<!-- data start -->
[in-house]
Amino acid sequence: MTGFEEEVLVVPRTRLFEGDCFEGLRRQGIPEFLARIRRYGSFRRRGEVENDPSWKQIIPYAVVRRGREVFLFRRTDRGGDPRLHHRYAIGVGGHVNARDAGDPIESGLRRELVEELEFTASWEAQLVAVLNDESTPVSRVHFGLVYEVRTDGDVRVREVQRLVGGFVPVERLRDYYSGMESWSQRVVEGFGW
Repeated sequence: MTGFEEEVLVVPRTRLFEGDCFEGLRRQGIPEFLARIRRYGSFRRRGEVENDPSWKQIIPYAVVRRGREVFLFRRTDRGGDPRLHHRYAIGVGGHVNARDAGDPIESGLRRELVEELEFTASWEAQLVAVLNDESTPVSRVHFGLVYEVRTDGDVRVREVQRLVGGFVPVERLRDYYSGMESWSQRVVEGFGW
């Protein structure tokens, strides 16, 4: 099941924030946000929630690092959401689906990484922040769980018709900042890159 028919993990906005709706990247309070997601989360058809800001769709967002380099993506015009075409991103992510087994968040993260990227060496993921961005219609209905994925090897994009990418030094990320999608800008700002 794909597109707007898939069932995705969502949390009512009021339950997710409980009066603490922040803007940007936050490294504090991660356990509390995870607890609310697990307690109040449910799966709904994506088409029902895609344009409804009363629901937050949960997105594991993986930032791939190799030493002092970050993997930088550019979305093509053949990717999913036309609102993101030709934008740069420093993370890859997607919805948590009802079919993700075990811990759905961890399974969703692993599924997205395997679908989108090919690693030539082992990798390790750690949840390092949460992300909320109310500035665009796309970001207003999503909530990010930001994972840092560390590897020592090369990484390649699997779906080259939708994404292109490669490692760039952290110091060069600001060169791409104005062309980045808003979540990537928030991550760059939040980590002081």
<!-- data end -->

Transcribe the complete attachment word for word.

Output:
[in-house]
Amino acid sequence: MTGFEEEVLVVPRTRLFEGDCFEGLRRQGIPEFLARIRRYGSFRRRGEVENDPSWKQIIPYAVVRRGREVFLFRRTDRGGDPRLHHRYAIGVGGHVNARDAGDPIESGLRRELVEELEFTASWEAQLVAVLNDESTPVSRVHFGLVYEVRTDGDVRVREVQRLVGGFVPVERLRDYYSGMESWSQRVVEGFGW
Repeated sequence: MTGFEEEVLVVPRTRLFEGDCFEGLRRQGIPEFLARIRRYGSFRRRGEVENDPSWKQIIPYAVVRRGREVFLFRRTDRGGDPRLHHRYAIGVGGHVNARDAGDPIESGLRRELVEELEFTASWEAQLVAVLNDESTPVSRVHFGLVYEVRTDGDVRVREVQRLVGGFVPVERLRDYYSGMESWSQRVVEGFGW
């Protein structure tokens, strides 16, 4: 099941924030946000929630690092959401689906990484922040769980018709900042890159 028919993990906005709706990247309070997601989360058809800001769709967002380099993506015009075409991103992510087994968040993260990227060496993921961005219609209905994925090897994009990418030094990320999608800008700002 794909597109707007898939069932995705969502949390009512009021339950997710409980009066603490922040803007940007936050490294504090991660356990509390995870607890609310697990307690109040449910799966709904994506088409029902895609344009409804009363629901937050949960997105594991993986930032791939190799030493002092970050993997930088550019979305093509053949990717999913036309609102993101030709934008740069420093993370890859997607919805948590009802079919993700075990811990759905961890399974969703692993599924997205395997679908989108090919690693030539082992990798390790750690949840390092949460992300909320109310500035665009796309970001207003999503909530990010930001994972840092560390590897020592090369990484390649699997779906080259939708994404292109490669490692760039952290110091060069600001060169791409104005062309980045808003979540990537928030991550760059939040980590002081």